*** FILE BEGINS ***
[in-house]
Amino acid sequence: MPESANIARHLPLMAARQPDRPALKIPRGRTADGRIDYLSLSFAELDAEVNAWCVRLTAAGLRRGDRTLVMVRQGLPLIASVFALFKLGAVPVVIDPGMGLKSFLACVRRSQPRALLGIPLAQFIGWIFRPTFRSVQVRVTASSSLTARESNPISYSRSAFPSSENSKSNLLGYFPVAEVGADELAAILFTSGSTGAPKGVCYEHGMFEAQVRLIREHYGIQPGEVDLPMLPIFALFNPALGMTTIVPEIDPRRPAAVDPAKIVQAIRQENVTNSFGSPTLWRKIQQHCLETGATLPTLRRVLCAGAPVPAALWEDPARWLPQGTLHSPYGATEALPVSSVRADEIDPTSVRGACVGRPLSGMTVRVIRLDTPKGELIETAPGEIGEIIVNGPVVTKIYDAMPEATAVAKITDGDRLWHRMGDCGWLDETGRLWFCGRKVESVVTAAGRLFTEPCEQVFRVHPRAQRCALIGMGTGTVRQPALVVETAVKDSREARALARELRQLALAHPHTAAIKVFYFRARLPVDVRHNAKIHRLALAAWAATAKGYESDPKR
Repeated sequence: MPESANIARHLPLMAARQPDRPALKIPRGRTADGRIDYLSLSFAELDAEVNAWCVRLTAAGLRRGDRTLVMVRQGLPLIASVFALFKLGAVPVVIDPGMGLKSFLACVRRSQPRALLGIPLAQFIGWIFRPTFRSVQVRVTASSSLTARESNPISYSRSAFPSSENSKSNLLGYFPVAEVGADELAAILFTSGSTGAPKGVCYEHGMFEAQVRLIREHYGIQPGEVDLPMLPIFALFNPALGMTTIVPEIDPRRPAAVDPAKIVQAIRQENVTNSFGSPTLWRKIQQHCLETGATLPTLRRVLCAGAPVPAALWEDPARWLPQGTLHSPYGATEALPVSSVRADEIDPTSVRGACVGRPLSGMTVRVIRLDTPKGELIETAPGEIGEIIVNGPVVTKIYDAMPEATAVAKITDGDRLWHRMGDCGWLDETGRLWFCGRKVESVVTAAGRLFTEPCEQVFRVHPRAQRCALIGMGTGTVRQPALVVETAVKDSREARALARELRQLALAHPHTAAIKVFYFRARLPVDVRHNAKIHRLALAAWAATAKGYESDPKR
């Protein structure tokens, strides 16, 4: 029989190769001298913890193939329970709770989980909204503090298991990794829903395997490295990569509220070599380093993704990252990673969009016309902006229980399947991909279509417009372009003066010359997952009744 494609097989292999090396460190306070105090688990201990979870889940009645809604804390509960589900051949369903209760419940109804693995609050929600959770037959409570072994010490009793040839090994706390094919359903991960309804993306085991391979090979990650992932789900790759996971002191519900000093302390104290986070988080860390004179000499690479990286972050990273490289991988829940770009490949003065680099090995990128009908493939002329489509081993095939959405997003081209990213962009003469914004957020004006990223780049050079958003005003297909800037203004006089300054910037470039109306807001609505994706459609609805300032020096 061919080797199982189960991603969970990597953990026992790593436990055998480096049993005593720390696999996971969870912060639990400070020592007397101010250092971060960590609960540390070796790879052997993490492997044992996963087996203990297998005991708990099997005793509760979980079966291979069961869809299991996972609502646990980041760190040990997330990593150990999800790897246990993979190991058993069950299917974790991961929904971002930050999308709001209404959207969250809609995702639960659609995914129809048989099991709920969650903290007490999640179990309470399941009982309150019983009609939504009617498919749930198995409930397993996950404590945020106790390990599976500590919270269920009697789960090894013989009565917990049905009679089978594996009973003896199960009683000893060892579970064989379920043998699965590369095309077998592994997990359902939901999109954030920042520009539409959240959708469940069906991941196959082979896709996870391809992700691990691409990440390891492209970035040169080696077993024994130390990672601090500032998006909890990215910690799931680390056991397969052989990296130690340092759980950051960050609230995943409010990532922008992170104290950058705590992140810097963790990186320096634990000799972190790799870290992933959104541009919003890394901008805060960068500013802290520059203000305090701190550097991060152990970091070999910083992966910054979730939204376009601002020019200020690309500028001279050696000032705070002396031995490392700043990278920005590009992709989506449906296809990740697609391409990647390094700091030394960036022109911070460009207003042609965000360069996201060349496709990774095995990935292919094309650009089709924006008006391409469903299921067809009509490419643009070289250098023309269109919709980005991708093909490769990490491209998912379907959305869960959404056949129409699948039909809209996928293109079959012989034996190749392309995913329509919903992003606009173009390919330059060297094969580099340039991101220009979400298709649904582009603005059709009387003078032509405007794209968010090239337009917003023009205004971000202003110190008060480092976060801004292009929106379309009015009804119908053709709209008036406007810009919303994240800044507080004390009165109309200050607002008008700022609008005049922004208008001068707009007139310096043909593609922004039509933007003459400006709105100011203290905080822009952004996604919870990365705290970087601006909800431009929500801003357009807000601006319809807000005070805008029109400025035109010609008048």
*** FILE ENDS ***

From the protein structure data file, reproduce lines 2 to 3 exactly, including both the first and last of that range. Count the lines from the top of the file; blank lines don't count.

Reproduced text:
Amino acid sequence: MPESANIARHLPLMAARQPDRPALKIPRGRTADGRIDYLSLSFAELDAEVNAWCVRLTAAGLRRGDRTLVMVRQGLPLIASVFALFKLGAVPVVIDPGMGLKSFLACVRRSQPRALLGIPLAQFIGWIFRPTFRSVQVRVTASSSLTARESNPISYSRSAFPSSENSKSNLLGYFPVAEVGADELAAILFTSGSTGAPKGVCYEHGMFEAQVRLIREHYGIQPGEVDLPMLPIFALFNPALGMTTIVPEIDPRRPAAVDPAKIVQAIRQENVTNSFGSPTLWRKIQQHCLETGATLPTLRRVLCAGAPVPAALWEDPARWLPQGTLHSPYGATEALPVSSVRADEIDPTSVRGACVGRPLSGMTVRVIRLDTPKGELIETAPGEIGEIIVNGPVVTKIYDAMPEATAVAKITDGDRLWHRMGDCGWLDETGRLWFCGRKVESVVTAAGRLFTEPCEQVFRVHPRAQRCALIGMGTGTVRQPALVVETAVKDSREARALARELRQLALAHPHTAAIKVFYFRARLPVDVRHNAKIHRLALAAWAATAKGYESDPKR
Repeated sequence: MPESANIARHLPLMAARQPDRPALKIPRGRTADGRIDYLSLSFAELDAEVNAWCVRLTAAGLRRGDRTLVMVRQGLPLIASVFALFKLGAVPVVIDPGMGLKSFLACVRRSQPRALLGIPLAQFIGWIFRPTFRSVQVRVTASSSLTARESNPISYSRSAFPSSENSKSNLLGYFPVAEVGADELAAILFTSGSTGAPKGVCYEHGMFEAQVRLIREHYGIQPGEVDLPMLPIFALFNPALGMTTIVPEIDPRRPAAVDPAKIVQAIRQENVTNSFGSPTLWRKIQQHCLETGATLPTLRRVLCAGAPVPAALWEDPARWLPQGTLHSPYGATEALPVSSVRADEIDPTSVRGACVGRPLSGMTVRVIRLDTPKGELIETAPGEIGEIIVNGPVVTKIYDAMPEATAVAKITDGDRLWHRMGDCGWLDETGRLWFCGRKVESVVTAAGRLFTEPCEQVFRVHPRAQRCALIGMGTGTVRQPALVVETAVKDSREARALARELRQLALAHPHTAAIKVFYFRARLPVDVRHNAKIHRLALAAWAATAKGYESDPKR